There has been some discussion/disagreement as to whether a hedge fund constitutes a trade or business and if it does, then the income is not considered unearned. There are code sections that require material participation in the trade or business for these types of income to not be considered passive or unearned income.
This will be an interesting year as our tax planning strategy with our clients may include trying to accelerate income into 2012 rather than pushing off to 2013. This should be a fun consultation in December, “Mr. X we want you to pay more taxes now because you will really be saving taxes later.” Ok, get my bullet proof vest ready.
The Financial Accounting Standards Board (FASB) has been actively exploring the definition of an investment company. This is important because there are proposals regarding when and what companies should be consolidating their financial statements. This could have a huge impact on the hedge fund industry, not just to the funds but to the management and advisors to these funds, as they may need to consolidate the funds they work with or BE consolidated by the funds.
The FASB is working in conjunction with the International Accountings Standards Board (IASB) to collaborate on a set of rules the entire planet can abide by. This is necessary if the US ever switches from GAAP (Generally Accepted Accounting Principles) to IFRS (International Financial Reporting Standards).
On a side note, I feel bad for all of the CPA candidates sitting for the CPA exam. The new exams include questions on IFRS, yet not many companies here in the US have made the switch.
Anyway, here at WS+B, we are monitoring these legislative issues and will be notifying you and all of our clients as to what is the best course of action in the months ahead. So, keep reading…
A few weeks back I blogged about an article my partner Matt Pribila wrote concerning the push for more regulations over Registered Investment Advisors (RIAs). The issue, at the time, seemed to be whether the SEC (Securities and Exchange Commission), FINRA (Financial Investment Regulator Association) or an SRO (self regulating organization) should be granted the authority to perform annual examinations of RIAs.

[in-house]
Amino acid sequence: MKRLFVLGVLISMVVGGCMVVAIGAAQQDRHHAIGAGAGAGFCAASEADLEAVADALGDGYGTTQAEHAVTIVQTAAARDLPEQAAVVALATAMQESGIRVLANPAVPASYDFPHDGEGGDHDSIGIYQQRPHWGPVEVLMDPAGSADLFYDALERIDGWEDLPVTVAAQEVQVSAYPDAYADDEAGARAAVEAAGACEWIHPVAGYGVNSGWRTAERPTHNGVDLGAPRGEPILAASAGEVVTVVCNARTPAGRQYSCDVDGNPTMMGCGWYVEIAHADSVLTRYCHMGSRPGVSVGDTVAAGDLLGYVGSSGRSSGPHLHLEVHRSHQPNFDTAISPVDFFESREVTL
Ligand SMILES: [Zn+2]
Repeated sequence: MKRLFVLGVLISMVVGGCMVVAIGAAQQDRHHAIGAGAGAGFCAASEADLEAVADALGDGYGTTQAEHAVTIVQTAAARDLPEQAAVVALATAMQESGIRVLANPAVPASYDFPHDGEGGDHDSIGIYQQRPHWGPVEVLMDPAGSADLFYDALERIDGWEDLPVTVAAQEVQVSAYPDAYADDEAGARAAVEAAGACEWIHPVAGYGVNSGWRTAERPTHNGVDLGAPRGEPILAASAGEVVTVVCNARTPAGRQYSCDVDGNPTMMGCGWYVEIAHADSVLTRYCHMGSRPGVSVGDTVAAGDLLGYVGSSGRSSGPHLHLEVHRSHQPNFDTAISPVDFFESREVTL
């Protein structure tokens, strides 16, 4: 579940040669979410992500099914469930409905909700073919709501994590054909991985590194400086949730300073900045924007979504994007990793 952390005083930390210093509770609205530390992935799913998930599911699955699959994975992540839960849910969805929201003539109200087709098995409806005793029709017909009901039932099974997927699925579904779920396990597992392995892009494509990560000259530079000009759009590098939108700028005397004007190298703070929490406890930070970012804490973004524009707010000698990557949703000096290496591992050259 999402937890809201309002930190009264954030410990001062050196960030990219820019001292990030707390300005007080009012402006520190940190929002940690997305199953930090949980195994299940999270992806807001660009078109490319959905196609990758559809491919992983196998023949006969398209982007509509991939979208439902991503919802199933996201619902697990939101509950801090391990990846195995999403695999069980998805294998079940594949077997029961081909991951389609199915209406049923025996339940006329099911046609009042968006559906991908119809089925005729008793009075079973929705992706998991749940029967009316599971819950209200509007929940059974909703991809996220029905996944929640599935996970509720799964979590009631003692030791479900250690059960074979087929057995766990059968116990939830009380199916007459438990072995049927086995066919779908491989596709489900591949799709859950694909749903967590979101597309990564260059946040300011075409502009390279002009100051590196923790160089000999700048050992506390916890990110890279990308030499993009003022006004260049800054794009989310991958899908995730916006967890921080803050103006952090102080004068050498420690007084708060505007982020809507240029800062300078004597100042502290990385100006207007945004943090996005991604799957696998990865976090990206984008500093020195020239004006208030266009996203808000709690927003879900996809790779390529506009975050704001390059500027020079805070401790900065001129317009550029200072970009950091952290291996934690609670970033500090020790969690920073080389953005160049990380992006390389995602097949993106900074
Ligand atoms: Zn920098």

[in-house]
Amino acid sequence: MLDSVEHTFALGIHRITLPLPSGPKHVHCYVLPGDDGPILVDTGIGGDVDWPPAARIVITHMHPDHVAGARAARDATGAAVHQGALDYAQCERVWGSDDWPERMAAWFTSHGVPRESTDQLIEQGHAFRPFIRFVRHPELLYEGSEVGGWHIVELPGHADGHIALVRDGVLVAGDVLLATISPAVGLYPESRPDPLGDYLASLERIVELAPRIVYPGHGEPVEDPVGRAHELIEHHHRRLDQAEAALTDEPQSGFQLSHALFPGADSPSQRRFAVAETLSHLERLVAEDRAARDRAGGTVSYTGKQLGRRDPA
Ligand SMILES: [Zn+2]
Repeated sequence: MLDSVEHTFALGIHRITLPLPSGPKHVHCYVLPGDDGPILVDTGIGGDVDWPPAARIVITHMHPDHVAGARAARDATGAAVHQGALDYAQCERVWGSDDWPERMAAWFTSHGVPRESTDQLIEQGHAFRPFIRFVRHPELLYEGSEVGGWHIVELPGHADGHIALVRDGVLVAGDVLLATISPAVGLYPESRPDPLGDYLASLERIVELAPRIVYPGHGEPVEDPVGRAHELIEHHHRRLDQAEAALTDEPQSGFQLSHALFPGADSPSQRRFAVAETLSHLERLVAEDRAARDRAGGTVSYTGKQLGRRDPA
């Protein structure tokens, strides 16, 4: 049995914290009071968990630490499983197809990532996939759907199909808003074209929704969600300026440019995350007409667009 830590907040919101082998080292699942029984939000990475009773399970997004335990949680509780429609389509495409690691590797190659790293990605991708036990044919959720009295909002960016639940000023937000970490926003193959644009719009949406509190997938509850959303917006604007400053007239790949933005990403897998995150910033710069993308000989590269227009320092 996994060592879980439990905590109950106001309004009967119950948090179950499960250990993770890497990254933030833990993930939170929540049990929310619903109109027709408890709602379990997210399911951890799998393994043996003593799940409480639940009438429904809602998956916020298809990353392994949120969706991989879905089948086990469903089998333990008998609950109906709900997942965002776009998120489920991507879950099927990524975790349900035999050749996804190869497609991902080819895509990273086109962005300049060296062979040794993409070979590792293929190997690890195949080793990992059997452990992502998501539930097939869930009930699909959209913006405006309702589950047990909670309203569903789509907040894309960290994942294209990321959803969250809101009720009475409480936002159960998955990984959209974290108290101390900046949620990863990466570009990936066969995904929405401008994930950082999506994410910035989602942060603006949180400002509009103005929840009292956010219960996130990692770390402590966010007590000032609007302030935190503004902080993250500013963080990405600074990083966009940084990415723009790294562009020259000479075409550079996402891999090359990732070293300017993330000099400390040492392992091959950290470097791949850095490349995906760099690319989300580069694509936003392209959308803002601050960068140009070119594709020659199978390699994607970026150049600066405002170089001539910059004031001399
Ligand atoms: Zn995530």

The House Financial Services Committee Chair, Spencer Bachus (R-Ala.), introduced a bill which would maintain the SECs control over the examination process. There was an additional bill brought to the House that would allow the SEC to charge user fees for exams, which was backed by advisers.
Hours after introducing his bill, Mr. Bachus put his bill on hold stating to InvestmentNews, “Everyone agrees there is a serious problem, unfortunately, there is no consensus on how to fix it. No bill, including the bipartisan bill I offered, will move forward in the committee unless and until there is a consensus.”
Now, I am the first one to admit that making knee-jerk decisions isn’t always in the best interest of anyone, but when faced with the serious problems surrounding the financial community, something needs to be done to restore investor confidence.
With only a few congressional sessions left in 2012, it doesn’t look like anything will change this year.